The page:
Passover items used in WWII found at death camp

Worn out Haggadah belonging to Jewish prisoners was discovered at Chelmno concentration camp in Poland.

By JNS.ORG
March 16, 2013 15:15
1 minute read.
An old Haggadah preserved by Bar Ilan University.

rare haggadah from bar ilan. (photo credit: Courtesy)

 
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The Israel-based Shem Olam Holocaust and Faith Institute on Thursday showcased items that may have been used for Passover rituals at the Chelmno death camp in western Poland. The items were discovered during excavations of the site in pits containing prisoners’ belongings.

One item is a worn out and partially torn Haggadah that was burned by the Nazis. Several portions dealing with the search for chametz (leavened bread) and other sentences managed to survive.

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Shem Olam was founded in 1996 by Avraham Krieger. It is located in Kfar Haroeh, just north of Netanya. One of the institute’s projects deals with how Jews coped with the day-to-day struggles during the Holocaust.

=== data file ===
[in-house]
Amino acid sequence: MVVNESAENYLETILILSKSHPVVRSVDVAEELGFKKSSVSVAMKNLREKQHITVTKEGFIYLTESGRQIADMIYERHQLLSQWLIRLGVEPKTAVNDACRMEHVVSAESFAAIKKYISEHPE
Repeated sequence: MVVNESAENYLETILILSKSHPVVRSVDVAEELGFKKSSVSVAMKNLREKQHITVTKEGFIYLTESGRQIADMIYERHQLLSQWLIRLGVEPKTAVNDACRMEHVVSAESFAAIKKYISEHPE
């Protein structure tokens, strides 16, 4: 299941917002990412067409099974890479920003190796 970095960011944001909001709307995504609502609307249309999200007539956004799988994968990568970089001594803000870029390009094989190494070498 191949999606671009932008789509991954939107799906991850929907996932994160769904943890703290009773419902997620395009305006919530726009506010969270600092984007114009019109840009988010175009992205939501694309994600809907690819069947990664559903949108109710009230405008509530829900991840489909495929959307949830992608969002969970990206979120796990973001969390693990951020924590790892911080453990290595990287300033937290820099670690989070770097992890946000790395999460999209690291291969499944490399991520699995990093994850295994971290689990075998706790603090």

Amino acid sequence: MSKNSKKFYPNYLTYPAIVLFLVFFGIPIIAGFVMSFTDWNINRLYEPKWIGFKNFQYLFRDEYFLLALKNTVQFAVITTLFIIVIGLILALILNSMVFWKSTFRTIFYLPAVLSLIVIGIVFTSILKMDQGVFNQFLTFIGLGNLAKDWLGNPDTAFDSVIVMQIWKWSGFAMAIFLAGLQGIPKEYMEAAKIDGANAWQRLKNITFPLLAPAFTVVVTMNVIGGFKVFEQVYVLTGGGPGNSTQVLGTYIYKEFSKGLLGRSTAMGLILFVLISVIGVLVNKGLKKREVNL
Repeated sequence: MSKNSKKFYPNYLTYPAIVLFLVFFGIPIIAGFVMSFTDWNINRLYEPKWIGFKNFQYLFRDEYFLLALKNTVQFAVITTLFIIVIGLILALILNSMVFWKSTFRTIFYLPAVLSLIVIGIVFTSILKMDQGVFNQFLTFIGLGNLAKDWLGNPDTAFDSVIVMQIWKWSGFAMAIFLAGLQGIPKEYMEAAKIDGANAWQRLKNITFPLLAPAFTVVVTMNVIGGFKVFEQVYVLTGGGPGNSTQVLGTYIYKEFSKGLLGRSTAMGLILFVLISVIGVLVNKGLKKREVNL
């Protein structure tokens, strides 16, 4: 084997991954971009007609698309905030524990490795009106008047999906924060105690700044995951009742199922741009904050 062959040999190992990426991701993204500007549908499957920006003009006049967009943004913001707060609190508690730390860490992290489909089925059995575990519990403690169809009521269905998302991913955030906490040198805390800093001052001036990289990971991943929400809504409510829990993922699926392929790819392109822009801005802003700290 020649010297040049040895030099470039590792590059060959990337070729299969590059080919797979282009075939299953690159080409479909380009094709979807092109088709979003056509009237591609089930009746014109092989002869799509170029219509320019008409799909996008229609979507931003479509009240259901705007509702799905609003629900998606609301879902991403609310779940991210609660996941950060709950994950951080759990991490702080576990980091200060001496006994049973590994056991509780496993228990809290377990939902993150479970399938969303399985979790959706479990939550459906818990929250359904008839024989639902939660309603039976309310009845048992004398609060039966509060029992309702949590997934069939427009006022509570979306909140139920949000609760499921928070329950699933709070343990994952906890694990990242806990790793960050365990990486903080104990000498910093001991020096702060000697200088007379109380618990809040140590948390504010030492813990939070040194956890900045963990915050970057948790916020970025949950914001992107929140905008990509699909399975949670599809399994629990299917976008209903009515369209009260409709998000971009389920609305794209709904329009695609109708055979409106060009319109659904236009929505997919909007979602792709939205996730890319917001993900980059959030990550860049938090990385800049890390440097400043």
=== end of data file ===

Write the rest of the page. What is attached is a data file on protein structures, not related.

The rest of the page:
“The Nazis told Jews who had been deported to Chelmno that they were being relocated to a village faraway in the east; they told them each person could bring only lightweight items with a combined weight of 3 to 4 kilograms (7 to 9 pounds),” Krieger said.

“Because of the limited number of items they were allowed to carry, the Jews brought their most important items, but many brought with them things that belonged to their spiritual life and identity… The mere fact that they added these things shows that they were loyal to their faith, to the holiday and to tradition; they demonstrated that they did not let the Germans break their spirit,” he said.

According to Krieger, “Most of the death camps had no such items left behind, but since Chelmno was the first death camp on Polish soil, the Nazis had yet to have at their disposal a sophisticated apparatus and consequently, some of the property was buried, and survived.”

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